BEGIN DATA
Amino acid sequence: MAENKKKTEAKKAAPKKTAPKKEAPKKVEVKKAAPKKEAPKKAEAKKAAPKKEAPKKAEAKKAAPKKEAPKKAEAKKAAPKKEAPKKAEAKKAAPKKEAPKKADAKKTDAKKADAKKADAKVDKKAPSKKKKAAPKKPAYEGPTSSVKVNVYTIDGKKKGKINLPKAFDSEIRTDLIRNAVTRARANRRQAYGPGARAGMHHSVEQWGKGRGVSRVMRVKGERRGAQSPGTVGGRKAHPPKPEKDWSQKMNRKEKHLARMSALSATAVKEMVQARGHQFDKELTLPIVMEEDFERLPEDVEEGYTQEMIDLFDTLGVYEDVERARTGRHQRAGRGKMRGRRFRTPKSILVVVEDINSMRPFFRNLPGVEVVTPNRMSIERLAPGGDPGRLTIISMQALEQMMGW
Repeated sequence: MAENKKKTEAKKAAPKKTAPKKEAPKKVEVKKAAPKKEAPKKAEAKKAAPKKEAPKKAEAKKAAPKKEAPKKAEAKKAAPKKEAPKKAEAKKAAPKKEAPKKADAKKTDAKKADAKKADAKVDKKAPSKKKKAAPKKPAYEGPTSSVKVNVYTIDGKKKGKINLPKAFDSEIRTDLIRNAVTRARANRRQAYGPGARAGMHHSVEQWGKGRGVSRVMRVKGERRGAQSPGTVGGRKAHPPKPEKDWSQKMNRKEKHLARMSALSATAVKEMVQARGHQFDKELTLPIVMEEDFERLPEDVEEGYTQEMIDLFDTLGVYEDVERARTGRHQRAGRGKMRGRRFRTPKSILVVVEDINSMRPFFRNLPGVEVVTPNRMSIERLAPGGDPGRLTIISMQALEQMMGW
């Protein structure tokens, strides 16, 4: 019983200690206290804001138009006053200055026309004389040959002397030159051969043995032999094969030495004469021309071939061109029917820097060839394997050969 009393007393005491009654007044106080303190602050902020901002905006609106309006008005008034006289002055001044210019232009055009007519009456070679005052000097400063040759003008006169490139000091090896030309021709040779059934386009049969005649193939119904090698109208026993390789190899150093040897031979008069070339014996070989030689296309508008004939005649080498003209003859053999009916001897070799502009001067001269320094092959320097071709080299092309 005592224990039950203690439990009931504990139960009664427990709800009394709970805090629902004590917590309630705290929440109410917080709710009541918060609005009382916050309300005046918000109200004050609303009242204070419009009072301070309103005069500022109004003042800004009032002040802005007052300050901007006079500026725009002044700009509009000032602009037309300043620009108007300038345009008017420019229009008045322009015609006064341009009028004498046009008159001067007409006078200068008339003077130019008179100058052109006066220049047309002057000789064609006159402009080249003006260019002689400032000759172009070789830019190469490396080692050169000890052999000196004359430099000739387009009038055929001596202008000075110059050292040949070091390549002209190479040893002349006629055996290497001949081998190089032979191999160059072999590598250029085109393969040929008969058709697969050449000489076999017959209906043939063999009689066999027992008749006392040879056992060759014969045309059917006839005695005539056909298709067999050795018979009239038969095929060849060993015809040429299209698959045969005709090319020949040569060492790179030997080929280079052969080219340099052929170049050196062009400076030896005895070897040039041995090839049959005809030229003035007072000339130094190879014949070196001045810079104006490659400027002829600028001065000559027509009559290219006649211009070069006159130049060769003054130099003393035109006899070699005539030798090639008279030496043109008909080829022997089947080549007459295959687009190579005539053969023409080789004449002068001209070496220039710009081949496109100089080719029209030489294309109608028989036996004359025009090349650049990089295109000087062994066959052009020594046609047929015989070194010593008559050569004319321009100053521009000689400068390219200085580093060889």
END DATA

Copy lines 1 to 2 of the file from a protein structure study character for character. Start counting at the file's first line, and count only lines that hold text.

Amino acid sequence: MAENKKKTEAKKAAPKKTAPKKEAPKKVEVKKAAPKKEAPKKAEAKKAAPKKEAPKKAEAKKAAPKKEAPKKAEAKKAAPKKEAPKKAEAKKAAPKKEAPKKADAKKTDAKKADAKKADAKVDKKAPSKKKKAAPKKPAYEGPTSSVKVNVYTIDGKKKGKINLPKAFDSEIRTDLIRNAVTRARANRRQAYGPGARAGMHHSVEQWGKGRGVSRVMRVKGERRGAQSPGTVGGRKAHPPKPEKDWSQKMNRKEKHLARMSALSATAVKEMVQARGHQFDKELTLPIVMEEDFERLPEDVEEGYTQEMIDLFDTLGVYEDVERARTGRHQRAGRGKMRGRRFRTPKSILVVVEDINSMRPFFRNLPGVEVVTPNRMSIERLAPGGDPGRLTIISMQALEQMMGW
Repeated sequence: MAENKKKTEAKKAAPKKTAPKKEAPKKVEVKKAAPKKEAPKKAEAKKAAPKKEAPKKAEAKKAAPKKEAPKKAEAKKAAPKKEAPKKAEAKKAAPKKEAPKKADAKKTDAKKADAKKADAKVDKKAPSKKKKAAPKKPAYEGPTSSVKVNVYTIDGKKKGKINLPKAFDSEIRTDLIRNAVTRARANRRQAYGPGARAGMHHSVEQWGKGRGVSRVMRVKGERRGAQSPGTVGGRKAHPPKPEKDWSQKMNRKEKHLARMSALSATAVKEMVQARGHQFDKELTLPIVMEEDFERLPEDVEEGYTQEMIDLFDTLGVYEDVERARTGRHQRAGRGKMRGRRFRTPKSILVVVEDINSMRPFFRNLPGVEVVTPNRMSIERLAPGGDPGRLTIISMQALEQMMGW